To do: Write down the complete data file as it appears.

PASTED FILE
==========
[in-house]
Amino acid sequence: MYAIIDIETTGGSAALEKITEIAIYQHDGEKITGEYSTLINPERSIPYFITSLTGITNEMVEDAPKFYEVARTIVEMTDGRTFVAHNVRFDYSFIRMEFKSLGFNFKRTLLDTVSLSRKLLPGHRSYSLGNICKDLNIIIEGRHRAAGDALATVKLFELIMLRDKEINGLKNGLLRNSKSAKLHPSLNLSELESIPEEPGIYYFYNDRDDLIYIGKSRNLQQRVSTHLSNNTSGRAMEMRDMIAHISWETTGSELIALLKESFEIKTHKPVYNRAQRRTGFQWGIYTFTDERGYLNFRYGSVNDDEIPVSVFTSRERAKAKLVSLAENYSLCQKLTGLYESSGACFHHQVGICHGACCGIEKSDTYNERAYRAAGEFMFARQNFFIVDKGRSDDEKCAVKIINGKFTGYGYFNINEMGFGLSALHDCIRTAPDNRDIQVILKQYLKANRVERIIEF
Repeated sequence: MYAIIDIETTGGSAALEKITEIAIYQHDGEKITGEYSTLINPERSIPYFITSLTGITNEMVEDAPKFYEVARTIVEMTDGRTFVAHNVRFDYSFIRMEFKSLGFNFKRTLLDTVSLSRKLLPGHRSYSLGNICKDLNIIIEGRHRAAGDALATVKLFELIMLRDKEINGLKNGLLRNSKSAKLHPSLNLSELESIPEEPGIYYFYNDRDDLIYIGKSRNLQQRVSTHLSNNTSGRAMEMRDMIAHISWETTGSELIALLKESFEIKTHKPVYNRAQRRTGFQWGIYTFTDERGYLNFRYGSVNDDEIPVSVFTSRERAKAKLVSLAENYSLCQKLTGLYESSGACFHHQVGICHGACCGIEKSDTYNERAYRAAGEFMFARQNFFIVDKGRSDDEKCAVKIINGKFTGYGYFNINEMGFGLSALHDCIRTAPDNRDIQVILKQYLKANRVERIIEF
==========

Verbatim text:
[in-house]
Amino acid sequence: MYAIIDIETTGGSAALEKITEIAIYQHDGEKITGEYSTLINPERSIPYFITSLTGITNEMVEDAPKFYEVARTIVEMTDGRTFVAHNVRFDYSFIRMEFKSLGFNFKRTLLDTVSLSRKLLPGHRSYSLGNICKDLNIIIEGRHRAAGDALATVKLFELIMLRDKEINGLKNGLLRNSKSAKLHPSLNLSELESIPEEPGIYYFYNDRDDLIYIGKSRNLQQRVSTHLSNNTSGRAMEMRDMIAHISWETTGSELIALLKESFEIKTHKPVYNRAQRRTGFQWGIYTFTDERGYLNFRYGSVNDDEIPVSVFTSRERAKAKLVSLAENYSLCQKLTGLYESSGACFHHQVGICHGACCGIEKSDTYNERAYRAAGEFMFARQNFFIVDKGRSDDEKCAVKIINGKFTGYGYFNINEMGFGLSALHDCIRTAPDNRDIQVILKQYLKANRVERIIEF
Repeated sequence: MYAIIDIETTGGSAALEKITEIAIYQHDGEKITGEYSTLINPERSIPYFITSLTGITNEMVEDAPKFYEVARTIVEMTDGRTFVAHNVRFDYSFIRMEFKSLGFNFKRTLLDTVSLSRKLLPGHRSYSLGNICKDLNIIIEGRHRAAGDALATVKLFELIMLRDKEINGLKNGLLRNSKSAKLHPSLNLSELESIPEEPGIYYFYNDRDDLIYIGKSRNLQQRVSTHLSNNTSGRAMEMRDMIAHISWETTGSELIALLKESFEIKTHKPVYNRAQRRTGFQWGIYTFTDERGYLNFRYGSVNDDEIPVSVFTSRERAKAKLVSLAENYSLCQKLTGLYESSGACFHHQVGICHGACCGIEKSDTYNERAYRAAGEFMFARQNFFIVDKGRSDDEKCAVKIINGKFTGYGYFNINEMGFGLSALHDCIRTAPDNRDIQVILKQYLKANRVERIIEF